Picnic for Peace: celebrating Chester’s diversity

This is not a blog post about how people voted in the referendum a few months back, nor is this a post about whether the result was right or wrong. That is a topic for a completely different blog post. This blog post is about what was done in the aftermath of Brexit to change the negative narrative that was taking UK in its firm grip.

Now I don’t know about you, but I felt a definite shift in the general atmosphere post-Brexit. Maybe I was more tuned into it, being for that-there-abroad myself, but it was definitely there. It was tangible. And it was utterly negative and downright heart-breaking.

And that is exactly why events like this are so important.

Picnic for peace, Chester

Picnic for Peace started at Lewisham, London, as a direct response to the negativity experienced in post-Referendum UK. As a result of its success similar events are now being taken up nationwide, and Chester was one of them. Somehow I managed to convince a bunch of super talented and brilliant people to let me be a part of the team organising the Chester leg of the UK wide phenomenon. It was a pleasure as much as a privilege, but enough about that. It sounds really corny.

And this picnic was anything but corny. It kicked some serious butt.

Picnic for peace, Chester

The picnic aimed to promote peace and harmony and to celebrate our diversity and multiculturalism. But at the same time, it took a stance against the negative narrative of late and affirmed our commitment to our fellow Cestrians, regardless of where they were born.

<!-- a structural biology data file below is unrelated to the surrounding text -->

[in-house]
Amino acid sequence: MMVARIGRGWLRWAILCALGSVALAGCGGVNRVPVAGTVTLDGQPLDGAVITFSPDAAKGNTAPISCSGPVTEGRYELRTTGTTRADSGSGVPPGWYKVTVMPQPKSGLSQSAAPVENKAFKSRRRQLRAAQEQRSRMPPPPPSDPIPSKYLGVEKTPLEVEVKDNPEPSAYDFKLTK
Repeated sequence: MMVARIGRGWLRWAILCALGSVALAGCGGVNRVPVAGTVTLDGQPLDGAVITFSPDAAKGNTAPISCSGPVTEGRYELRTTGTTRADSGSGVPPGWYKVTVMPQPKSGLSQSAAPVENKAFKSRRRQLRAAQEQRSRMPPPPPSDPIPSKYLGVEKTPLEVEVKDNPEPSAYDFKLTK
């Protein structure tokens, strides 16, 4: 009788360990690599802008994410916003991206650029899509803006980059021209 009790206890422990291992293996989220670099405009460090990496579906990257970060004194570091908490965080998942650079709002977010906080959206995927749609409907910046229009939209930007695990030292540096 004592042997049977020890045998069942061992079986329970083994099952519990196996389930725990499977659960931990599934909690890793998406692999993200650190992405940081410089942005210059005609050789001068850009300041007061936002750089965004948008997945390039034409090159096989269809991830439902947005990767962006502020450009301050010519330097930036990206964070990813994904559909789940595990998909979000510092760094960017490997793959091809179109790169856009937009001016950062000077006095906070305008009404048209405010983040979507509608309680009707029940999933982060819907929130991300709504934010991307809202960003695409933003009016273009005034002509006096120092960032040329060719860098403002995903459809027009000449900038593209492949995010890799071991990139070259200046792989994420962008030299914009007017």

Picnic for peace, Chester

There’s no need to overcomplicate the simple, but fairly brilliant idea: the event was at its essence a giant family picnic, with people bringing their own food and drink. But here’s the catch: everyone was encouraged to bring food from their own culture, wherever that may have been, and to share it with others.

I mean, I don’t know about everyone else, but I personally think that food is the singularly most uniting thing in the world, ever. We all like good food. We may have very different view on what good food exactly is, but we all enjoy it nonetheless. And sharing food is an age-old way of coming together, you know, breaking bread and all that. In a fundamentally simplified way, the Picnic for peace was actually terribly, terribly clever.

Picnic for peace, Chester

Regardless of pretty harrowing weather broadcasts Sunday turned out to be a sunny and warm day. With my limited math skills I counted around a 100 people who came, brought and/or enjoyed food and the generally very jovial atmosphere. Some poets and musicians randomly got up and performed to the unsuspecting audience. Kids ran around playing and crafting little doves. Bob the dog (my favourite things about the whole picnic, I cannot tell a lie) was awesome.

Bob the dog

It may have only been three hours but I genuinely think it had a very lasting effect on those who attended. I spoke to a lovely Italian lady who told me her experiences of late and how much she appreciated initiatives like the picnic; small, but loud speaking gestures that affirm that everyone, everyone, is welcome in Chester. And that is no small feat.

You can read about the original Picnic for Peace HERE.

And you can check out the Picnic for Peace Chester site HERE.

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